Roger Leloup, YOKO TSUNO: SOUS LE CIEL DE CHINE
[Be one of the characters (Osaka Castle, 2014). Foto Rb]
Roger Leloup, Yoko Tsuno: Sous le ciel de Chine. Marcinelle (Belgium), 200
Yoko Tsuno is a character created in 1968 and developed as a protagonist since 1969 by Roger Leloup, a Belgian writer and designer of comic books. Yoko Tsuno is of interest in relation to the integration of Eastern and Western narrative and cultures because she is a Japanese invented by a European, an emancipated woman (working as an electronic engineer) who migrated to Europe on her own, and a worldwide traveller in contact also with an extra-terrestrial civilization called Vinea (a trait in her resume which allegorizes globalized culture).
In a group of stories collectively entitled Sous le ciel de Chine, Yoko Tsuno travels to Hong Kong and mainland China, partly recapturing one part of her identity (her grandmother was Chinese), and partly exploring a culture other than her own. A lady of cultural hybridization, her Oriental nature is respectfully represented by Leloup who documented himself on the mythological narratives used as background of his tales as well as on a variety of social aspects.
In the cycle of Sous le ciel de Chine, the specific science fiction foreground is given by biological experiment (a lizard made into a dragon), and by time travel embodied by an Indonesian character who comes from the future. Present and past, science fiction and fable, innovation and tradition come together. In the first episode in the series, Le dragon de Hong Kong, the story is set in the present, whereas in La jonque celeste and La pagode des brumes travel is towards the past of the Song dynasty.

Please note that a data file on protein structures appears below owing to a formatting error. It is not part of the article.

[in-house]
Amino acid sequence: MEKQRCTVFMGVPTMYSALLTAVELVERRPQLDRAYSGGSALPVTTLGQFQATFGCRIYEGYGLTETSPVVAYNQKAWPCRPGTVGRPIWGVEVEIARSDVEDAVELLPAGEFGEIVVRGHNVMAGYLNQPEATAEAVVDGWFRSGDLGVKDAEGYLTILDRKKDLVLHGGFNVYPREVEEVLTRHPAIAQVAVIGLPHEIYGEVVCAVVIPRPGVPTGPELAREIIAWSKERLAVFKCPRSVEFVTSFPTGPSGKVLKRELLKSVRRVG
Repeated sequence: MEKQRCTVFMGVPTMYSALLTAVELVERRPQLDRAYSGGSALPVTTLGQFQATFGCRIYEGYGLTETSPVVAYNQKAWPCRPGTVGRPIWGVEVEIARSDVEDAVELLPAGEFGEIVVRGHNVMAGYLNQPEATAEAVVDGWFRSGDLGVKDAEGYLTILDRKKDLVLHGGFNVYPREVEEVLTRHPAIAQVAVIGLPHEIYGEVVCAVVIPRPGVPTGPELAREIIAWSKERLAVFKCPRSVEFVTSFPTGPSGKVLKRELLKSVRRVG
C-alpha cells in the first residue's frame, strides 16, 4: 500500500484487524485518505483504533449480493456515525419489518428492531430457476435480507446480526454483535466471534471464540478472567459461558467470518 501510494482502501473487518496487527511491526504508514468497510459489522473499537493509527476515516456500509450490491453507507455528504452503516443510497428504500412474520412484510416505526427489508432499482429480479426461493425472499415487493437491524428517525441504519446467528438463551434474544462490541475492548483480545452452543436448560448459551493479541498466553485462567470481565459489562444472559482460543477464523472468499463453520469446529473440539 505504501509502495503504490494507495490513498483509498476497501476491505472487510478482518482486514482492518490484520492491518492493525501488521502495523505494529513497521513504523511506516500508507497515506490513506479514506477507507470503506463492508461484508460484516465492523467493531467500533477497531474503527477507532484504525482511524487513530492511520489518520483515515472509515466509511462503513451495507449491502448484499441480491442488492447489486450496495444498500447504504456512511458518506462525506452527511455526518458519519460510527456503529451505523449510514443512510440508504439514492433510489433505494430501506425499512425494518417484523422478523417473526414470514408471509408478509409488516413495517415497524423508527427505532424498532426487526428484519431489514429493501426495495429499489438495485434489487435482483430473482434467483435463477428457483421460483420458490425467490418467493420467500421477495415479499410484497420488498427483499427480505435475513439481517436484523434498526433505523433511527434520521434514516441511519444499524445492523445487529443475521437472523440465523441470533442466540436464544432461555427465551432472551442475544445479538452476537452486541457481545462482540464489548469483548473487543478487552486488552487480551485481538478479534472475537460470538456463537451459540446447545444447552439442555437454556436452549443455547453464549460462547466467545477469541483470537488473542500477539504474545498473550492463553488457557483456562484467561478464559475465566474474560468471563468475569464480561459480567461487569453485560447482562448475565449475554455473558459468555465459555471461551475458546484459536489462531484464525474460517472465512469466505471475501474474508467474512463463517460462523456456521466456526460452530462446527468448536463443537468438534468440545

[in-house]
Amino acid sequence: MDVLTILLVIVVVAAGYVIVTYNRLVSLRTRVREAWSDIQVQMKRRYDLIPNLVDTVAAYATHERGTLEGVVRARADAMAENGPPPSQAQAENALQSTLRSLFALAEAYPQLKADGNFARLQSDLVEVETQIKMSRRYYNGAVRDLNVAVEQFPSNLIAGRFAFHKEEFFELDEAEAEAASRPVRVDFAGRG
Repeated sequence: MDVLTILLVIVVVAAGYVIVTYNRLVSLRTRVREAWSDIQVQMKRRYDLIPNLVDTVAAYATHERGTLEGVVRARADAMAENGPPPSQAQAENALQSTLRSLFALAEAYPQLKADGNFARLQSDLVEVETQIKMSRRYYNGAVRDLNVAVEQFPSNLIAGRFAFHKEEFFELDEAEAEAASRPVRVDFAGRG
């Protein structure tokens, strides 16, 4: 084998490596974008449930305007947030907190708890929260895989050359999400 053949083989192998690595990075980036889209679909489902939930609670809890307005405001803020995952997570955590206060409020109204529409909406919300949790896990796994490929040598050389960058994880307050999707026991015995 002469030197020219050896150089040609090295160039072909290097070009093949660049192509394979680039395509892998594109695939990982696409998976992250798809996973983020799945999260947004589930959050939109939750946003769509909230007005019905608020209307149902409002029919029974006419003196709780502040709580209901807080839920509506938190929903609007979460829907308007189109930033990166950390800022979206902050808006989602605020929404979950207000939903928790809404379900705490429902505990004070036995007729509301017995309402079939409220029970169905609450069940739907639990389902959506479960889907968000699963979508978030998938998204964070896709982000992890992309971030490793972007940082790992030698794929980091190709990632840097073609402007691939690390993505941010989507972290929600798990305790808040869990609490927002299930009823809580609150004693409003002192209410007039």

In brief, Yoko Tsuno is a fictional persona that symbolizes a positive Western view of East Asia. On the one hand, everyday life is portrayed with attention to relevant detail and by avoiding exoticization, but on the other its myths and religion are exploited to create a legendary fable-like atmosphere. This can be seen in particular in the choice of the biologically real dragon as a positive force defeating a fake mechanical dragon which threatened the security of Hong Kong people and had been created by a director for the purely commercial purpose of having powerful and money-making special effects. Perhaps this could be stretched even a little further to show a superiority of Eastern vs Western-oriented mentality. Or perhaps Leloup seems to aim beyond both categories of East and West towards an imaginary universe where the values of goodness, altruism and mutual help are highly appreciated and set against evilness and selfishness.
In other cases, Eastern clichés are used in order to question a stereotyping mentality. In the last frame of Le trio de l’étrange, Yoko Tsuno is looking at the sun setting down in the horizon. Her European friends comment: “Un vrai finale à la Hollywood! L’héroine sur un fond de soleil couchant”; “Normal! Avec un heroine Japonaise, l’eventure ne pouvait sé terminer que dans un ambience… de soleil levant”. These are clearly metanarrative statements aimed at mocking Hollywood’s superficiality as well as Western clichéd views of Japan.
The author also makes clear comments on racism. For instance, in Le trio de l’étrange, a character uses the racist expression “la fille à la peau jaune”, but is punished for his comment by being knocked off by Yoko Tsuno’s skilful judo moves, Irrelevance of race difference for mutual understanding is further enhanced by successful communication and cooperation of European and Japanese earthlings with the extra-terrestrial Vineans whose skin is blue.